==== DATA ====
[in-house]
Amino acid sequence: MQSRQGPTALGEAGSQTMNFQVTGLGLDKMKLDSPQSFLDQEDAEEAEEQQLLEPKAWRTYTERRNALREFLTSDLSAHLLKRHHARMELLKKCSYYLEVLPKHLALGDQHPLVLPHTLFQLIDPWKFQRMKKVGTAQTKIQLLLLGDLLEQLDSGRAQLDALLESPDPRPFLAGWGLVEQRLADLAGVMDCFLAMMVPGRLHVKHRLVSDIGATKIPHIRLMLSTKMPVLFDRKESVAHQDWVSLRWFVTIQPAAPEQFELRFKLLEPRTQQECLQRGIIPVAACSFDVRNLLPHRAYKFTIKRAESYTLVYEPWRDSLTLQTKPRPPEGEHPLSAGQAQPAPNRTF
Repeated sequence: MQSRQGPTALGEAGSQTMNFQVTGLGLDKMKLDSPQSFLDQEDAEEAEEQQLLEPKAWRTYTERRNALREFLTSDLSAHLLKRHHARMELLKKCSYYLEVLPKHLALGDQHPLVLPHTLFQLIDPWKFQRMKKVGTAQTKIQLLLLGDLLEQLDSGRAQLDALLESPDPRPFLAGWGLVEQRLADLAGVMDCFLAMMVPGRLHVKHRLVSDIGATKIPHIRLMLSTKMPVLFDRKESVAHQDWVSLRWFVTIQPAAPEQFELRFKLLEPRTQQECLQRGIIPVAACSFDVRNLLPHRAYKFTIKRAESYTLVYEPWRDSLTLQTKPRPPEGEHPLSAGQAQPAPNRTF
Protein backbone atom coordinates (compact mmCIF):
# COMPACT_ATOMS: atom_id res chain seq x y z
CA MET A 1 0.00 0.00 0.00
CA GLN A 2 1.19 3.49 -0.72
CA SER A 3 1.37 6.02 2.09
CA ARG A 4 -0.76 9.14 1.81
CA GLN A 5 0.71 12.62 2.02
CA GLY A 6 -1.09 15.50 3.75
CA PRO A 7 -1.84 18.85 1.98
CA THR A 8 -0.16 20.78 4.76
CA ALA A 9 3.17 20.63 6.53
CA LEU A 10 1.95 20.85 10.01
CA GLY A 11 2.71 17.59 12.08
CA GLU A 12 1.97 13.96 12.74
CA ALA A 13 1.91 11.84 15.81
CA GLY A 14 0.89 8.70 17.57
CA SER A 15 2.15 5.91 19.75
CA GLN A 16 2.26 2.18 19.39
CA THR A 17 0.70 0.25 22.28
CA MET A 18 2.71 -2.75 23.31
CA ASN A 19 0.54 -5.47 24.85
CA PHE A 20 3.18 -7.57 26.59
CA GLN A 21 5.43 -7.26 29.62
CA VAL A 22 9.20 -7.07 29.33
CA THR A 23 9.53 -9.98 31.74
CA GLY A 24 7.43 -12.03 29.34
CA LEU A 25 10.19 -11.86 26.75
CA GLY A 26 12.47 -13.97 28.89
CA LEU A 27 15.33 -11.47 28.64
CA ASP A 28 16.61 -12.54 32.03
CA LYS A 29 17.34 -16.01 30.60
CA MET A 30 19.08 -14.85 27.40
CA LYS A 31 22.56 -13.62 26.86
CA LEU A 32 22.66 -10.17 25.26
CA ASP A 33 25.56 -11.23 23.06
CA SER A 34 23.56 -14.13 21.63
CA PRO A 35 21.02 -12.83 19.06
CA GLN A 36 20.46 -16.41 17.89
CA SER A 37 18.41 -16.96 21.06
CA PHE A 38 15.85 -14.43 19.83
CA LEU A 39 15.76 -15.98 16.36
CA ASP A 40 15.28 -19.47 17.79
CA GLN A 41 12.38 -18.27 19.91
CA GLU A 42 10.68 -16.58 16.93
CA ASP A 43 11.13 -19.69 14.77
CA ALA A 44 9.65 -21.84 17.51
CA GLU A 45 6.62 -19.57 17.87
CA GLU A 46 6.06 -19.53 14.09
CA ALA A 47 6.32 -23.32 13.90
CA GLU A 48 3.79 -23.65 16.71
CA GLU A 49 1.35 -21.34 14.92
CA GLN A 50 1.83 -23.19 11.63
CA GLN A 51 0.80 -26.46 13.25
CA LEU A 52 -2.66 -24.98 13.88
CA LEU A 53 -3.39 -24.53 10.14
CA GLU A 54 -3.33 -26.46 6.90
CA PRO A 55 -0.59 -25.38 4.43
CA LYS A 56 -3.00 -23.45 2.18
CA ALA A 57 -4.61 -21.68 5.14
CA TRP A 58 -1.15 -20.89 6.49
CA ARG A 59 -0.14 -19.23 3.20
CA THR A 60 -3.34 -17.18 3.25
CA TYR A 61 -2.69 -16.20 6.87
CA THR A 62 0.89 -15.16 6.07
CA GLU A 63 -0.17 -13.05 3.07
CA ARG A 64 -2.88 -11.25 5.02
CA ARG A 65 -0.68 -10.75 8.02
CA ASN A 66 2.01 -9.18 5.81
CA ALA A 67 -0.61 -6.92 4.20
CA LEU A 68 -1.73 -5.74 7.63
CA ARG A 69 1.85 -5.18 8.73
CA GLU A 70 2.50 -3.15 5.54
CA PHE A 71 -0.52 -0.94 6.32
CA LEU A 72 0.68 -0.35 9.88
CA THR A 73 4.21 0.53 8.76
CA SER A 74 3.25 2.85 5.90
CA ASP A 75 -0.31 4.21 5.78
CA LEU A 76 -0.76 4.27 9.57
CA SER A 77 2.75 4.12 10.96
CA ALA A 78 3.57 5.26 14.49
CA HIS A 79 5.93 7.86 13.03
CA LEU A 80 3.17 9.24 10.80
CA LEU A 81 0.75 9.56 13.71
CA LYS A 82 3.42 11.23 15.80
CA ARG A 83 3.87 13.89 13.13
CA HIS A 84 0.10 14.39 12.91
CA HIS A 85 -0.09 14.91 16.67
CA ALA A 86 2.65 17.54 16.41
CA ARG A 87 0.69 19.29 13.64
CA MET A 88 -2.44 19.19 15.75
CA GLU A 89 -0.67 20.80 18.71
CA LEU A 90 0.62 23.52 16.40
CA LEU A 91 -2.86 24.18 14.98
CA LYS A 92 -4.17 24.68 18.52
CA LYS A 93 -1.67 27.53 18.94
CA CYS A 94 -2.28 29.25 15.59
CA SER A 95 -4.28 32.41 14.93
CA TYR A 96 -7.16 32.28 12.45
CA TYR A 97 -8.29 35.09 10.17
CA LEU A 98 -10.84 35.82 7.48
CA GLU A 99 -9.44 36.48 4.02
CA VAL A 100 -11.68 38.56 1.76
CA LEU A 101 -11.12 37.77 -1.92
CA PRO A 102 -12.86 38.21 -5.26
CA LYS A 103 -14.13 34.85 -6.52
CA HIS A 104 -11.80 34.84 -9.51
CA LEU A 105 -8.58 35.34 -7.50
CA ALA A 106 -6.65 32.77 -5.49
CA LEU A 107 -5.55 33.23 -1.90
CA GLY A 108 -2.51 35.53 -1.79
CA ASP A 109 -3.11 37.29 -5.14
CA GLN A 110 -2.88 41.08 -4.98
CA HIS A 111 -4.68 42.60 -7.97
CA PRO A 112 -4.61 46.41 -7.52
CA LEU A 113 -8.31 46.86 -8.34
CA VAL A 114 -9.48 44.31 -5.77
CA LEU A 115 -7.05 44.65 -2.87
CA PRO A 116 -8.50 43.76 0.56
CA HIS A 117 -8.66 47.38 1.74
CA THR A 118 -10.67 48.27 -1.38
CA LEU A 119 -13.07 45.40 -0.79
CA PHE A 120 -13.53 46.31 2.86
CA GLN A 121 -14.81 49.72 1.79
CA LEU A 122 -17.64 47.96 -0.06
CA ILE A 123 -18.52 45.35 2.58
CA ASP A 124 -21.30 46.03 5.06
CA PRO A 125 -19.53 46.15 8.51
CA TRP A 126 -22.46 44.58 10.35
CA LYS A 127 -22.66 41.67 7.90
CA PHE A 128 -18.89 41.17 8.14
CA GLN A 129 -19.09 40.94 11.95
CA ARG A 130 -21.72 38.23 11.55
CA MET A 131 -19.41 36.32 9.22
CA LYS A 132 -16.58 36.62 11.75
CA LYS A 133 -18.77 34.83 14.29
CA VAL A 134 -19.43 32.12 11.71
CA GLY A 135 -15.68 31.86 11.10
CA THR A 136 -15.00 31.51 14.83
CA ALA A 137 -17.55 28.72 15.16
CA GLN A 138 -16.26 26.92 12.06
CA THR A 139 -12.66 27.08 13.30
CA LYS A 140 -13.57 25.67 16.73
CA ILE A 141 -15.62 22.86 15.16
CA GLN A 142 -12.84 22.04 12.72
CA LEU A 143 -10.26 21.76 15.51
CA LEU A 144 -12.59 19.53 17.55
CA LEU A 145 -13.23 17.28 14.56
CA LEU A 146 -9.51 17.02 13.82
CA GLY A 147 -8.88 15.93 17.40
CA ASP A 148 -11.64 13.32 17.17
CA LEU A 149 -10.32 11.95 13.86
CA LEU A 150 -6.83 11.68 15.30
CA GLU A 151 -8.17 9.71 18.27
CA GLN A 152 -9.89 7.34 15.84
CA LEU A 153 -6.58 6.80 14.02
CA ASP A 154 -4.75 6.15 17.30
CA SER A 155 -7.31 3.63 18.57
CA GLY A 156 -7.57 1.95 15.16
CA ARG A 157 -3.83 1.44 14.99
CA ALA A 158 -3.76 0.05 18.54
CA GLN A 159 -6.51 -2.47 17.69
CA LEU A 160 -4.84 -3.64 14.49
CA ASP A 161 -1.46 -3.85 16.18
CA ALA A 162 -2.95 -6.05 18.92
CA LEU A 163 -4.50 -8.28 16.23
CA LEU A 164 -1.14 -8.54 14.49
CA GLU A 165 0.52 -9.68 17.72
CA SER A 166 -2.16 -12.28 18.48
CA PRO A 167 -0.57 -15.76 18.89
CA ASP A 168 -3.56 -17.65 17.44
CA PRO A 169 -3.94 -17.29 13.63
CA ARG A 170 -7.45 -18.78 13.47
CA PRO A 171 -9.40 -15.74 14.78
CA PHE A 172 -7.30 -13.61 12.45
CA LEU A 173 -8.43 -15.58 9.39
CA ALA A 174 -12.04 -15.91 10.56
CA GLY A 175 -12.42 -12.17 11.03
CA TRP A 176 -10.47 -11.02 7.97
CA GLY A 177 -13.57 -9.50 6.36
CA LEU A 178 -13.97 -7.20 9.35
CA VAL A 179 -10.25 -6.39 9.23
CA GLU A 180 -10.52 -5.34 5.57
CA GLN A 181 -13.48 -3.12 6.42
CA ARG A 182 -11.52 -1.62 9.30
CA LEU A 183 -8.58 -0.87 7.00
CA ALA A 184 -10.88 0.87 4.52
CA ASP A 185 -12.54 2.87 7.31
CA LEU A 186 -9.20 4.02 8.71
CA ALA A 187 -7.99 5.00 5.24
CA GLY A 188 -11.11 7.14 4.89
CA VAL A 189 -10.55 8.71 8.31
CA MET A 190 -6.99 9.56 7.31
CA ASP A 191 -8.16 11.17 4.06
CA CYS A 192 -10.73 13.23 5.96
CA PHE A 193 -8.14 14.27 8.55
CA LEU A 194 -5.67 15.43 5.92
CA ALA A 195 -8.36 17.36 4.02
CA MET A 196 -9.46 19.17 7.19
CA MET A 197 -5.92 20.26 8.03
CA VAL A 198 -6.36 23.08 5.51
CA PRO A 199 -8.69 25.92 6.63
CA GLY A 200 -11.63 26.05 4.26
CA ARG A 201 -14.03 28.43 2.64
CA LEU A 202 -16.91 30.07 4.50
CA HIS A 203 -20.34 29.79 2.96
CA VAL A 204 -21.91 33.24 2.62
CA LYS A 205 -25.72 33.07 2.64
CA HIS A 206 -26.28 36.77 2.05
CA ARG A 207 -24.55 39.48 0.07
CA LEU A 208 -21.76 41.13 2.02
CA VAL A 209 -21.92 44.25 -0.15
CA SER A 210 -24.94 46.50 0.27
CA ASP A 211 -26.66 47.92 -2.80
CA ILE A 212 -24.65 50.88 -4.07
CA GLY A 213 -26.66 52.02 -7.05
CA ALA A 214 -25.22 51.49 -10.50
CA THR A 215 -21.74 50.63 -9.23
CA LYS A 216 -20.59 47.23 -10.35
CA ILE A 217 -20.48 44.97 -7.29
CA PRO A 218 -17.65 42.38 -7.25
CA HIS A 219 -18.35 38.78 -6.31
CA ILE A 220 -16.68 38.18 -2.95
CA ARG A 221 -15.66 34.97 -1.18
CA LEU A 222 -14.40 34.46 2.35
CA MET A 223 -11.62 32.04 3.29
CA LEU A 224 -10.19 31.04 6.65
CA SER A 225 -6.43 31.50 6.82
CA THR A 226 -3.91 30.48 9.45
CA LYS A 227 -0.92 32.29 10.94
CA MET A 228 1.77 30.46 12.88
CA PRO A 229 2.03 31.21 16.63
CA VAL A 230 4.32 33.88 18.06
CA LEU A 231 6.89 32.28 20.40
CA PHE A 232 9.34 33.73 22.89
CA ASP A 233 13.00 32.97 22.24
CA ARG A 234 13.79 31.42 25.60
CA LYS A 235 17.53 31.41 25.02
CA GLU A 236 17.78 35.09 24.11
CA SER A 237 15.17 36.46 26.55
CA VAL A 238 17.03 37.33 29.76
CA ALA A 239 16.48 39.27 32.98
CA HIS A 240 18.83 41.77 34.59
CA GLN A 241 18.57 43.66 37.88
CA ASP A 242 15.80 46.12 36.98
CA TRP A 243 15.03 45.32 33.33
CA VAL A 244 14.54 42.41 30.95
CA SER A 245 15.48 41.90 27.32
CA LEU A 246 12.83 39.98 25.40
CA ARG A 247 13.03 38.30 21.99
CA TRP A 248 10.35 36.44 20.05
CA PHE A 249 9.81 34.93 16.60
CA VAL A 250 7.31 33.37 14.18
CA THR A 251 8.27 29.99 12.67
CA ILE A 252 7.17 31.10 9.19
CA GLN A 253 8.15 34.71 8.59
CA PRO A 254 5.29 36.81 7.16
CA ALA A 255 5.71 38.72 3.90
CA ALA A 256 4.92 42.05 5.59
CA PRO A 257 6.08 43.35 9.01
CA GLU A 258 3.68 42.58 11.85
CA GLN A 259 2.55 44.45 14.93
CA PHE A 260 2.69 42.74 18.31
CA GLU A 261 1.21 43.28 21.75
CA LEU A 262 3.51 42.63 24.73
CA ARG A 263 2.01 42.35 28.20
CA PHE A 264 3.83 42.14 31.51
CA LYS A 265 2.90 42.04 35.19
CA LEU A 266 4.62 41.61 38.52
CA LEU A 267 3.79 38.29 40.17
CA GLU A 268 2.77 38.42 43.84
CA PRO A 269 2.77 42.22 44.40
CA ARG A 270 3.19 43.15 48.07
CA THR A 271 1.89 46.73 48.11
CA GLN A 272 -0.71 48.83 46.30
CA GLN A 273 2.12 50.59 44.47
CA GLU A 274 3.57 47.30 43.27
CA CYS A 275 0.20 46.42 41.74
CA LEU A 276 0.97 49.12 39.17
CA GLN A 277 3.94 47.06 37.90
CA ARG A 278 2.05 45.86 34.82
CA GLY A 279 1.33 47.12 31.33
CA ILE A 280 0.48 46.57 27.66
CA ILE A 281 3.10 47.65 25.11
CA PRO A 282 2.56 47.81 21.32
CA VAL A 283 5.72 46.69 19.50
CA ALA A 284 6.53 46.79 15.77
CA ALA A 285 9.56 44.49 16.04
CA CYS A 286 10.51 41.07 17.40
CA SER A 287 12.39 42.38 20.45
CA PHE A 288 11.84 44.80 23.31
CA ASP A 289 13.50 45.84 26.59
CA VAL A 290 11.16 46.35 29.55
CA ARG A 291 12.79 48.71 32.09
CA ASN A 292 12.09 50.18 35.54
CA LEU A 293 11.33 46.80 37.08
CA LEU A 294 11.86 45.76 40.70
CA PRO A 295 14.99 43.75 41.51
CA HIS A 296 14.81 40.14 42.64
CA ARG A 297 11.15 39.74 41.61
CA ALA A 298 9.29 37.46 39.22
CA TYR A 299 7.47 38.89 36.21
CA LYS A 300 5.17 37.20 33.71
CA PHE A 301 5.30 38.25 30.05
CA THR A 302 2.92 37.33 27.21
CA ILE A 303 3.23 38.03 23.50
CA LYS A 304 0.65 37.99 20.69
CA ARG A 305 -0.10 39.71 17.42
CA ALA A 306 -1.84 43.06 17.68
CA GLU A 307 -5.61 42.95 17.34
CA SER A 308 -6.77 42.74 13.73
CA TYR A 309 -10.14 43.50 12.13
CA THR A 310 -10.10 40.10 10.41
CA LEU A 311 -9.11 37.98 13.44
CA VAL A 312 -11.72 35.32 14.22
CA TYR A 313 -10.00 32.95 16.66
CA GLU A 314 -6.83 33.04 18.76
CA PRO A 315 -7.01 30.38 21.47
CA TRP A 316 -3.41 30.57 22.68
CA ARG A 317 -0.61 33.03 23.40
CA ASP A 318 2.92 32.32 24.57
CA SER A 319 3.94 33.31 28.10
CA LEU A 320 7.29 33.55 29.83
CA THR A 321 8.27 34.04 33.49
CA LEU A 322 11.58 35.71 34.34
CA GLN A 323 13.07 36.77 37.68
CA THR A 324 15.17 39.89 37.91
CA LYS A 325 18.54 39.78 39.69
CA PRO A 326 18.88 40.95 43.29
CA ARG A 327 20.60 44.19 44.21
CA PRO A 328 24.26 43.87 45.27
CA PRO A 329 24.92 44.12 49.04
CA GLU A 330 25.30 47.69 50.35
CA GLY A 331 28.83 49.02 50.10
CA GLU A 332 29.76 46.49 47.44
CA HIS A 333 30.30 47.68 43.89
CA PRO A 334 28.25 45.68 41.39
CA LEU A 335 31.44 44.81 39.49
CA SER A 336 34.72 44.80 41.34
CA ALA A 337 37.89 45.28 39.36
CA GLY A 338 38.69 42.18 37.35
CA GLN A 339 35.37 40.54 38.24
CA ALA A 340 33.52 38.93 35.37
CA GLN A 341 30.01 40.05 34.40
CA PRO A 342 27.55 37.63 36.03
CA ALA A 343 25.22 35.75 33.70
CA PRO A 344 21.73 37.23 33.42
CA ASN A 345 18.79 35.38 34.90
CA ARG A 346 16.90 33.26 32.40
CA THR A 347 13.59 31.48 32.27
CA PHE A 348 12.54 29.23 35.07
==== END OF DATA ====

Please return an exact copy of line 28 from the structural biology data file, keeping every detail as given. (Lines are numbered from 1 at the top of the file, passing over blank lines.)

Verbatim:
CA THR A 23 9.53 -9.98 31.74